Two identical looking species of wood-boring beetles, collectively known as invasive shothole borers (ISHB), have killed thousands of trees in Southern California and pose an ongoing threat to California's urban and wildland forests. These beetles, which are not native to the United States, were first identified in Los Angeles County in 2012 and have since spread to six other counties: Orange, Riverside, San Bernardino, San Diego, Santa Barbara, and Ventura.
Beetles, Fungus, and Impact
The polyphagous shothole borer (Euwallacea fornicatus) (Figure 1) and the Kuroshio shothole borer (Euwallacea kuroshio) are small ambrosia beetles that have a symbiotic relationship with several species.../h2>
Like outdoor plants, houseplants can also experience pest problems. Did you know that too much or too little watering is the most common way that houseplants die? They can also suffer from too much or too little light, incorrect fertilization, and a variety of pests and diseases. Knowing the proper growing conditions for your houseplant and checking regularly for signs of pests or disease are the best ways to keep your houseplants healthy.
If your houseplant is looking unhealthy, our newest publication Pest Notes: Houseplant Problems can help you find out what may be wrong. Authored by UCCE Environmental Horticulturalists Dennis...
Peach leaf curl is a disease that affects peach and nectarine trees. Although you may not see symptoms right now in the dormant season in California, it's time to think about treatment, especially if your tree had the disease last year.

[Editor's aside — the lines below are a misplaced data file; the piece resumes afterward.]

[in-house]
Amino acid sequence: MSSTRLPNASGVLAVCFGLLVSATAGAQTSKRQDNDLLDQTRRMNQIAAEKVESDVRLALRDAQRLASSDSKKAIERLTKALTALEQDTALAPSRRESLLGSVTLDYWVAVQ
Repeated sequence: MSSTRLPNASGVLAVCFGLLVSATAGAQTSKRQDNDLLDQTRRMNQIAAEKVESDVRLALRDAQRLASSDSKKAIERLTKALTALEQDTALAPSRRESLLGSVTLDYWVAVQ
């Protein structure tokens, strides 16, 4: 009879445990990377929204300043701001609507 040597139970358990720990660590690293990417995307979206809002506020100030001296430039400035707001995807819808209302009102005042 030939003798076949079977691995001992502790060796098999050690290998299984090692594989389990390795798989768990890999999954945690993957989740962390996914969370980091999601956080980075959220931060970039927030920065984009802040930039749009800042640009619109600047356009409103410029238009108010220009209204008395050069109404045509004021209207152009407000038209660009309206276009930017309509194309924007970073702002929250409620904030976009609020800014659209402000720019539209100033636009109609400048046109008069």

Symptoms of this fungal disease include distortion, thickening, and reddening of foliage as trees leaf out in the spring. As weather warms, damaged leaves that die and fall off trees are replaced with new, usually healthy leaves. However, after several years without treatment, peach leaf curl will cause tree decline and reduced fruit production.
Avoid peach leaf curl by growing varieties resistant to the disease. For nonresistant peach and nectarine trees, consider spraying with...
This time of year, you may notice a white, powdery looking growth on fruit, vegetable plants or ornamental plants in your garden. What is it? It could be powdery mildew.
Powdery mildew is caused by several different fungi that may attack plant leaf surfaces, shoots, fruits, and flowers. There are several species of powdery mildew; all are spread by wind and thrive in shady areas when temperatures are between 60-80 °F. The fungi attack both new and old foliage, and can be a problem on certain plants. The disease usually occurs first on new leaves, before spreading to older parts of the plant. This is why over fertilizing worsens powdery mildew.
Many woody and herbaceous...
[From the December 2016 issue of the UC IPM Green Bulletin]
The Polyphagous shot hole borer (PSHB) (Fig. 1) and Kuroshio shot hole borer (KSHB) are invasive wood-boring beetles that attack dozens of tree species in Southern California, including commercial avocado groves, common landscape trees, and native species in urban and wildland environments. Both beetles spread a disease called Fusarium Dieback (FD), which is caused by pathogenic fungi. Trees that are FD-susceptible may experience branch dieback, canopy loss, and tree mortality (Fig..../span>